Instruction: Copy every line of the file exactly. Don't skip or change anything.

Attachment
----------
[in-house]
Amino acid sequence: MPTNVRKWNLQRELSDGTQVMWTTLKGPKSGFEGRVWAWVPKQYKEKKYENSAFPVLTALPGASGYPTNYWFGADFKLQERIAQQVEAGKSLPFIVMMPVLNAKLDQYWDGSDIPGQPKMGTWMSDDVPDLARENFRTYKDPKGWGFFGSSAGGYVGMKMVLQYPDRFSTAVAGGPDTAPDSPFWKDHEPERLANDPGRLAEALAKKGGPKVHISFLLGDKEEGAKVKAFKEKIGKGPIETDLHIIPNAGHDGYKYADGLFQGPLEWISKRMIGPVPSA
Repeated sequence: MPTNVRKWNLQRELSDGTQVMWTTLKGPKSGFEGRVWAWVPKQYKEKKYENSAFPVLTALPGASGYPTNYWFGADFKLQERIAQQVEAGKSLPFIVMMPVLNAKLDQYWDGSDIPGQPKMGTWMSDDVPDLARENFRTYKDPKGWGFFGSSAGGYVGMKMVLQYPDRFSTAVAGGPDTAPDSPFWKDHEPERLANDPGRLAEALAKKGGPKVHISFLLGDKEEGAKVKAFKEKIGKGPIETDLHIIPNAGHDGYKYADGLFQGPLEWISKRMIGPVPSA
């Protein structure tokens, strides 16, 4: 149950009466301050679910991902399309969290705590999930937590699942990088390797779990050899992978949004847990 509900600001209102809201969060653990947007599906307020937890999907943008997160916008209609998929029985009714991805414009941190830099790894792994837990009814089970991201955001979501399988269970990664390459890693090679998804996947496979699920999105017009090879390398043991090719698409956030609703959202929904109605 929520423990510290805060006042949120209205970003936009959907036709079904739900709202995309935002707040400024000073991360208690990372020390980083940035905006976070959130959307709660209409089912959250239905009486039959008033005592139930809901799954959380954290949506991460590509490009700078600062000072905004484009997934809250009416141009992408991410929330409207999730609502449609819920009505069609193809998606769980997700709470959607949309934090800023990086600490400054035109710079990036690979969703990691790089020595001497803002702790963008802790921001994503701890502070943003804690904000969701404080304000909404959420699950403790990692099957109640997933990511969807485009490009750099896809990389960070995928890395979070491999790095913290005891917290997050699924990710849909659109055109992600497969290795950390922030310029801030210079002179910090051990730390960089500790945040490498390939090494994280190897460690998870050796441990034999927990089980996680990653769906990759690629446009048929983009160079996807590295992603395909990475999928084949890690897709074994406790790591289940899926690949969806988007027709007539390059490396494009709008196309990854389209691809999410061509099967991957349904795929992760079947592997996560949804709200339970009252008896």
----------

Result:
[in-house]
Amino acid sequence: MPTNVRKWNLQRELSDGTQVMWTTLKGPKSGFEGRVWAWVPKQYKEKKYENSAFPVLTALPGASGYPTNYWFGADFKLQERIAQQVEAGKSLPFIVMMPVLNAKLDQYWDGSDIPGQPKMGTWMSDDVPDLARENFRTYKDPKGWGFFGSSAGGYVGMKMVLQYPDRFSTAVAGGPDTAPDSPFWKDHEPERLANDPGRLAEALAKKGGPKVHISFLLGDKEEGAKVKAFKEKIGKGPIETDLHIIPNAGHDGYKYADGLFQGPLEWISKRMIGPVPSA
Repeated sequence: MPTNVRKWNLQRELSDGTQVMWTTLKGPKSGFEGRVWAWVPKQYKEKKYENSAFPVLTALPGASGYPTNYWFGADFKLQERIAQQVEAGKSLPFIVMMPVLNAKLDQYWDGSDIPGQPKMGTWMSDDVPDLARENFRTYKDPKGWGFFGSSAGGYVGMKMVLQYPDRFSTAVAGGPDTAPDSPFWKDHEPERLANDPGRLAEALAKKGGPKVHISFLLGDKEEGAKVKAFKEKIGKGPIETDLHIIPNAGHDGYKYADGLFQGPLEWISKRMIGPVPSA
């Protein structure tokens, strides 16, 4: 149950009466301050679910991902399309969290705590999930937590699942990088390797779990050899992978949004847990 509900600001209102809201969060653990947007599906307020937890999907943008997160916008209609998929029985009714991805414009941190830099790894792994837990009814089970991201955001979501399988269970990664390459890693090679998804996947496979699920999105017009090879390398043991090719698409956030609703959202929904109605 929520423990510290805060006042949120209205970003936009959907036709079904739900709202995309935002707040400024000073991360208690990372020390980083940035905006976070959130959307709660209409089912959250239905009486039959008033005592139930809901799954959380954290949506991460590509490009700078600062000072905004484009997934809250009416141009992408991410929330409207999730609502449609819920009505069609193809998606769980997700709470959607949309934090800023990086600490400054035109710079990036690979969703990691790089020595001497803002702790963008802790921001994503701890502070943003804690904000969701404080304000909404959420699950403790990692099957109640997933990511969807485009490009750099896809990389960070995928890395979070491999790095913290005891917290997050699924990710849909659109055109992600497969290795950390922030310029801030210079002179910090051990730390960089500790945040490498390939090494994280190897460690998870050796441990034999927990089980996680990653769906990759690629446009048929983009160079996807590295992603395909990475999928084949890690897709074994406790790591289940899926690949969806988007027709007539390059490396494009709008196309990854389209691809999410061509099967991957349904795929992760079947592997996560949804709200339970009252008896």